From ancient times to the modern day, gold has always been synonymous with wealth and prosperity. Historically, this precious commodity has been a store of liquid wealth, and was frequently used for trading. Although no longer circulated in the form of gold standard currency, it remains an integral asset; from large central banks to smaller individual investors, many choose to store sizeable portions of their liquid assets in this scarce resource.
Physical gold offers investors the opportunity to spread their investment risk through a well balanced portfolio, by offering them a store of wealth outside of the banking system. Even though there is no gold standard, gold is still seen and used as the world’s universal currency, providing a stable and reliable alternative to printed fiat money.
The UK has been particularly vulnerable in the past few years, with the uncertainty of Brexit playing on the minds of investors and businesses alike. Fears of a Hard Brexit without a withdrawal agreement caused significant spikes in the gold price in GBP, with gold touching over £1,054 per ounce in June 2019. Since 2016, the price of gold has risen by 22.3% per ounce. The World Gold Council announced that 2018 saw the largest amount of Central Bank gold reserve purchases in 50 years, with an overall rise in gold demand of 4%. This demand was almost identical in 2019, with countries like China continuing to increase their gold reserves, though inevitably central banks halted purchases in 2020, with their demand replaced by an incredible surge of consumer purchases in the face of Covid-19 and the economic impact it had.
Time and time again, with stock market concerns and economic fragility, we see investors turn to safe haven assets like gold bullion; a sensible way of diversifying a portfolio to protect against risk. If central banks are so keen on physical gold, could you benefit from investing?
Gold as an ideal investment foundation
Gold investment is an ideal method of accumulating and protecting wealth. Furthermore, it is also seen as an ideal method of diversifying an investment portfolio due to its negative correlation with stocks and bonds.
Although the price of gold may be volatile in the short-term, gold maintains its value over longer periods of time, providing a useful hedge against the value erosion of fiat currency. Additionally, if you are planning a substantial gold investment, choosing to buy British gold coins will exempt you from both VAT and Capital Gains Tax (CGT).
Ability to hold value in times of crisis
Gold is frequently referred to as the ‘crisis commodity’, due to its ability to hold value in both financial
and geopolitical uncertainty. As global tensions rise or confidence in governments falter, gold tends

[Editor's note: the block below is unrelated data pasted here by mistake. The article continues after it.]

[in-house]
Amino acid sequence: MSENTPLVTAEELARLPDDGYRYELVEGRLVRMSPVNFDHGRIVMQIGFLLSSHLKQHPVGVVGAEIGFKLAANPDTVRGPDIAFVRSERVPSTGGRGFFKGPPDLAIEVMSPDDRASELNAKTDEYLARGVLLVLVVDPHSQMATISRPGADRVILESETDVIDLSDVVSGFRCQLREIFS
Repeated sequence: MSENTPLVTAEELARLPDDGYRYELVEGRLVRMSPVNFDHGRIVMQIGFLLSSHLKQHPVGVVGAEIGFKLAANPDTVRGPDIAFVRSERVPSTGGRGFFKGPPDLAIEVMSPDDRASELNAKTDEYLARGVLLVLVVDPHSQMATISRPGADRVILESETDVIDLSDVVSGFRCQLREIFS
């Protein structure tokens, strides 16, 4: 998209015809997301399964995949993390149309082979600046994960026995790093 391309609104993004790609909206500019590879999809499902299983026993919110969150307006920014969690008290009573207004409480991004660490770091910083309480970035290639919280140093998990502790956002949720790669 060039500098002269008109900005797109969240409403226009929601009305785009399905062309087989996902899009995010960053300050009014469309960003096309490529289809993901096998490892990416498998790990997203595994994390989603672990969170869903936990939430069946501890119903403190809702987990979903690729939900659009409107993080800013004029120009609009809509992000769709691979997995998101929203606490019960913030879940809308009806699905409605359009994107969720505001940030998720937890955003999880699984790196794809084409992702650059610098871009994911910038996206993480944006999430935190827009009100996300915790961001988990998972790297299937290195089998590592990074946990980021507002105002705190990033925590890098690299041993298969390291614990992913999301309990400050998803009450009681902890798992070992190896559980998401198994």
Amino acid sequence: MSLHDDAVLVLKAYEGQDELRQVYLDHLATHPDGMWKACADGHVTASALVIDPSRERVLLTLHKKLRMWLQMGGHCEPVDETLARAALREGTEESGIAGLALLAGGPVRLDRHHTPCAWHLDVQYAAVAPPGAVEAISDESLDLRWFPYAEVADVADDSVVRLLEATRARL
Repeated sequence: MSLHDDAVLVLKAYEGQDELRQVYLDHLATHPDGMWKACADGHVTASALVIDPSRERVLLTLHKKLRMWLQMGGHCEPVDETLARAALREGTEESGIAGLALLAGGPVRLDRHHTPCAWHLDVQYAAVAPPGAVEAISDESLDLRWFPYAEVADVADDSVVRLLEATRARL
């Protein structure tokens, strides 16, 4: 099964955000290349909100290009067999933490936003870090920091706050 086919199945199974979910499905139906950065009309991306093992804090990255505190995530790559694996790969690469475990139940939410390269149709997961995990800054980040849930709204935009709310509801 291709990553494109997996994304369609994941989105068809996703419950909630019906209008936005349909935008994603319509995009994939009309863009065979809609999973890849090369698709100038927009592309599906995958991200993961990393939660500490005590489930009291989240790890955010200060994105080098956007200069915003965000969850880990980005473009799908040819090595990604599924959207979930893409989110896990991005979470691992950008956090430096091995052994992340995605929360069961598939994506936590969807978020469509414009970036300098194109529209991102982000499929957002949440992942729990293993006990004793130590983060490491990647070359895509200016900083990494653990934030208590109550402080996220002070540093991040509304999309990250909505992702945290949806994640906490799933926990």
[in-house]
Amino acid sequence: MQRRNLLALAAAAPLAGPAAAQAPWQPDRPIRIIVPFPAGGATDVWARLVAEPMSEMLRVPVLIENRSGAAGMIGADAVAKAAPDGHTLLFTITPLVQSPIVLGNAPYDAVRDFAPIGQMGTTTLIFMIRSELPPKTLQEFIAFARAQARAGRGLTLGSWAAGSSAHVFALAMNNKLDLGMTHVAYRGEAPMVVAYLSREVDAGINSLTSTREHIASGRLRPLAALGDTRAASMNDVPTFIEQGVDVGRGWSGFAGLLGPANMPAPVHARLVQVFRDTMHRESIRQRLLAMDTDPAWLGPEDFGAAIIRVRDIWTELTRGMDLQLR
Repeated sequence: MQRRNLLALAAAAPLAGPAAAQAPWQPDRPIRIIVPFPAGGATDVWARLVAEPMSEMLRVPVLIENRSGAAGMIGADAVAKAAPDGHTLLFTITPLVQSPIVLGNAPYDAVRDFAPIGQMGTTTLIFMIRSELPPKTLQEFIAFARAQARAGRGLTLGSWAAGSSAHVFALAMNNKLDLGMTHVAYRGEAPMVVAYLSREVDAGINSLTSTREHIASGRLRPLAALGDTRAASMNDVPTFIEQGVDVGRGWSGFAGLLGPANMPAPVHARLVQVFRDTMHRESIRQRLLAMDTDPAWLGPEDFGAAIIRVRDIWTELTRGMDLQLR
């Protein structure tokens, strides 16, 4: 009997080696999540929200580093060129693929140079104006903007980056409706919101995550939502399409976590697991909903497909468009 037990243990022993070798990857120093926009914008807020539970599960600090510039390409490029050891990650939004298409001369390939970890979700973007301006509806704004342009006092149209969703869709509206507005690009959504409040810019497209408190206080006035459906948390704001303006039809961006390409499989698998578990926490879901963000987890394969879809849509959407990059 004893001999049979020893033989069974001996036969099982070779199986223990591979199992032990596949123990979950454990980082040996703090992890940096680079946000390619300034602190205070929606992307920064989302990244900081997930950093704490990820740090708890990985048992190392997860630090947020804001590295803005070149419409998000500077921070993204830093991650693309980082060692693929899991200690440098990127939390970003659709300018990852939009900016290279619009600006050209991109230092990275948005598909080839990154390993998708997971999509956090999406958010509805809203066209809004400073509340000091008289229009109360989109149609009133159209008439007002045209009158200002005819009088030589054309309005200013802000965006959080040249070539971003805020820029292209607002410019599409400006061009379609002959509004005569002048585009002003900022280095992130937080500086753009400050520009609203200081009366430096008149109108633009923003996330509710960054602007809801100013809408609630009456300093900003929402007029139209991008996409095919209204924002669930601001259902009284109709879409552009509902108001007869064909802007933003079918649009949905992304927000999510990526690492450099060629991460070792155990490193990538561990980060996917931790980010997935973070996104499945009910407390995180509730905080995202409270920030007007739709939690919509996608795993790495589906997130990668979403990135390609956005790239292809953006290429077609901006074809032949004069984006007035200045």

to outperform other investments. To not hold gold is to fully trust the government on all levels, relying
on them to be able to maintain the economy.
With the US dollar technically very weak, global currency debasement is a concern for many, especially
those not vested in gold. If a large currency debasement occurred, tangible assets - including gold - will
see substantial increases in value.
Buying physical gold will allow you to hold assets outside of the banking system, this reduces personal
exposure to banking related risks whilst also diversifying your wealth distribution. Unlike fiat currency,
gold’s value is not determined by governments; fiat currencies hold no tangible value, and their value is
only backed by governmental laws.
Increasing investment demand
In the face of increasing geopolitical tension and an uncertain economic future in Europe and elsewhere, investors are increasingly turning to gold. Countries like India, Turkey and Iran have seen growth in Q1 of 2019, and the UK saw an impressive 58% growth in gold bullion demand in the lead up to the original Brexit deadline of March.
Limited physical supply
Gold is an extremely scarce resource. If all the gold ever mined was refined into pure form and melted into a block it would be approximately 8,549 cubic metres. In simpler terms, it would be a cube with each side approximately 20.4m long.
Initially treasured for its colour, malleability and anti-corrosive properties, gold’s value is further enforced by its natural scarcity. According to research, the presence of copper in the earth’s crust is approximately 55 parts per million; when compared to gold’s 0.0038 parts per million, the natural scarcity of this precious metal becomes even more clear.
Disclaimer: We cannot offer personal investment or tax advice. This guide aims to offer a useful source of information and opinions to assist people in making their own informed decisions. If you do require detailed tax and investment advice, you should seek your own independent advice from an appropriately qualified adviser.